The COVD-19 outbreak has proven to be an unmitigated disaster because it blindsided the world over. Coronaviruses have long been on the radar of epidemiologists, as several coronaviruses have been known to cause respiratory infections, ranging from the common cold to more severe diseases. COVID-19, however, is a new virus and disease that was previously unknown before the outbreak began in Wuhan, China, in December 2019.
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The uncomfortable reality is that health experts and governments are learning how to respond to the virus through its devastating impact on populations.
The emerging data is providing hope, however, with more and more studies identifying ways to mitigate the harm posed by the virus.
A new study adds to the existing body of optimist literature.
The research, conducted by researchers from Zhongda Hospital, makes the case for sleeping on your front if you are experiencing mild symptoms.
Why? The researchers suggest the sleeping position may be better for the lungs.
To arrive at this conclusion, researchers analysed 12 coronavirus patients on ventilators.
Professor Haibo Qiu, who led the study, said: “This study is the first description of the behaviour of the lungs in patients with severe COVID-19 requiring mechanical ventilation and receiving positive pressure.
“It indicates that some patients do not respond well to high positive pressure and respond better to prone positioning in bed (facing downward).
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Qiu added: “While the study only assessed 12 patients, the researchers hope the findings will encourage people showing symptoms to re-think their body positioning in bed.”
Professor Chun Pan, co-author of the study, echoed this advice, suggesting that the sleeping position could aid breathing.
In their concluding remarks, the researchers said: “It is only a small number of patients, but our study shows that many patients did not re-open their lungs under high positive pressure and may be exposed to more harm than benefit in trying to increase the pressure.
“By contrast, the lung improves when the patient is in the prone position.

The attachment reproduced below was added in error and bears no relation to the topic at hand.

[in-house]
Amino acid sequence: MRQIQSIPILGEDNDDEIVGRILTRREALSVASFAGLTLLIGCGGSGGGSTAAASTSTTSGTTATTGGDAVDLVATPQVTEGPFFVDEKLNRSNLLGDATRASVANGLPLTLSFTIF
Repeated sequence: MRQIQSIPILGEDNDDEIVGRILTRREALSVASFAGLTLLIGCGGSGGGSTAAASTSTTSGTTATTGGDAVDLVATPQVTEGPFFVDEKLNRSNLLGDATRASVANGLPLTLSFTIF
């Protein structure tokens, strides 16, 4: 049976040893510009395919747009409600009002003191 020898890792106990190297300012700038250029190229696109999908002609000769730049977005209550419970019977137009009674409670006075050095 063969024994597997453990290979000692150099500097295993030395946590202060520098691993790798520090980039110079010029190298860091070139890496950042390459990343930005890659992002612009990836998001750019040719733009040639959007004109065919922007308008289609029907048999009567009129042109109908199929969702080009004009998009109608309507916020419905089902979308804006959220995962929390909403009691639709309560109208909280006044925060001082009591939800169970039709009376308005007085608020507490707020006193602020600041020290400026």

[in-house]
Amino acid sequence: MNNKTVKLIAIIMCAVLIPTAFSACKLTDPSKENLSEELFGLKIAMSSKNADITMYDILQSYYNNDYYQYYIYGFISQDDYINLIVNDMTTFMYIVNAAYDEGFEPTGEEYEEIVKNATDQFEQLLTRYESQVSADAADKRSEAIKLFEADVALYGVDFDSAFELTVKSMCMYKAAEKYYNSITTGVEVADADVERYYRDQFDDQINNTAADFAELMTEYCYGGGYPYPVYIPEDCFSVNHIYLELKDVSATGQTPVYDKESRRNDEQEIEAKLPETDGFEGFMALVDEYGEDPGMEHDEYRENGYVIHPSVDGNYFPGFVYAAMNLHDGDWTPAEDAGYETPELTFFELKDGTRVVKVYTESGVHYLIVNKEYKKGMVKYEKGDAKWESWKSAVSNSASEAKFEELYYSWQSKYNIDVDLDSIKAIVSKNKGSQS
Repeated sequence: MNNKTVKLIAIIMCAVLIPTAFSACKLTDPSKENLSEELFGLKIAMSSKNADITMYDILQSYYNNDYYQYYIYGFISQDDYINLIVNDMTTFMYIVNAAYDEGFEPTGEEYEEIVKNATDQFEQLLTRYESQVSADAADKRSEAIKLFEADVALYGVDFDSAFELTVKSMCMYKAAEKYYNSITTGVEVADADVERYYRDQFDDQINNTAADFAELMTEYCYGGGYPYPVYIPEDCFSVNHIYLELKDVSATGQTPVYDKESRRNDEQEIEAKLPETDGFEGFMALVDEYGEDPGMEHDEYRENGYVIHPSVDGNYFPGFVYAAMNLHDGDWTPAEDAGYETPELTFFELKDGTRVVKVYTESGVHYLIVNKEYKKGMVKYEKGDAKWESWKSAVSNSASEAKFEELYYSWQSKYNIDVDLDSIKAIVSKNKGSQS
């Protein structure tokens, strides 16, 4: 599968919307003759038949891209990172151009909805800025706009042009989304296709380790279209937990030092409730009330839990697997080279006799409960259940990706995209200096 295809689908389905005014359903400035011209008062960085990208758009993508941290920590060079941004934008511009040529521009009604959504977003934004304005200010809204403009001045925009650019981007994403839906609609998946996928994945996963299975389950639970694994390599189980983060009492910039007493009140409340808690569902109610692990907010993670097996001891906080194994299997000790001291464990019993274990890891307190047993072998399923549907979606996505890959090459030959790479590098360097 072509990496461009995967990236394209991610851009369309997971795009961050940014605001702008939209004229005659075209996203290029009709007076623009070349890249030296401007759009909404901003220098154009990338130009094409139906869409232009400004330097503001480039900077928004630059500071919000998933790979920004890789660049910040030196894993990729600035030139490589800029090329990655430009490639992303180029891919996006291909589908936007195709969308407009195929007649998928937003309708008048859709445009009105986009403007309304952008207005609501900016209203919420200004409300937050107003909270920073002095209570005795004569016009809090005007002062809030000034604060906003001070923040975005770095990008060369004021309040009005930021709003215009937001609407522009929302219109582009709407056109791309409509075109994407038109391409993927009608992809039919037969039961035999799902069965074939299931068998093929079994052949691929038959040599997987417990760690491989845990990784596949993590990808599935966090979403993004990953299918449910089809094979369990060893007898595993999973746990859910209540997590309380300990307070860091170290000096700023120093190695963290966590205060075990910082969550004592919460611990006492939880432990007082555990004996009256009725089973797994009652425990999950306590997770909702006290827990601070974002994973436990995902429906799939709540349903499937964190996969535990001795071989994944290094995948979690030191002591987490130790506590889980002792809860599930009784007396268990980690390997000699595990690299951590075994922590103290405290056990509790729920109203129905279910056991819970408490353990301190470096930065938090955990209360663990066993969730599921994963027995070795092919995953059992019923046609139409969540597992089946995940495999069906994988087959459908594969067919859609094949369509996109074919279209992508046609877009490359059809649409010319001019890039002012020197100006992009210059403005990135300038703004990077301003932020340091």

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“Considering this can be done, it is important for the management of patients with severe COVID-19 requiring mechanical ventilation.”
What are the main symptoms associated with the coronavirus?
According to the World Health Organization (WHO), the most common symptoms of COVID-19 are fever, tiredness, and dry cough.
“Some patients may have aches and pains, nasal congestion, runny nose, sore throat or diarrhoea,” explains WHO.
How do these symptoms progress?
“These symptoms are usually mild and begin gradually. Some people become infected but don’t develop any symptoms and don’t feel unwell,” says the health body.
According to the NHS, official government advice says to not leave your home if you have symptoms of coronavirus (COVID-19) or live with someone who does.
This social distancing measure, called self-isolation, is designed to suppress the spread the virus to other people.
If you are self-isolating, the NHS says you must:
- Not leave your home for any reason, other than to exercise once a day – but stay at least two metres (three steps) away from other people
- Not go out to buy food or collect medicine – order them by phone or online, or ask someone else to drop them off at your home
- Not have visitors, such as friends and family, in your home
How long should I self-isolate for?
“If you have symptoms of coronavirus, you’ll need to self-isolate for seven days,” advises the health body.
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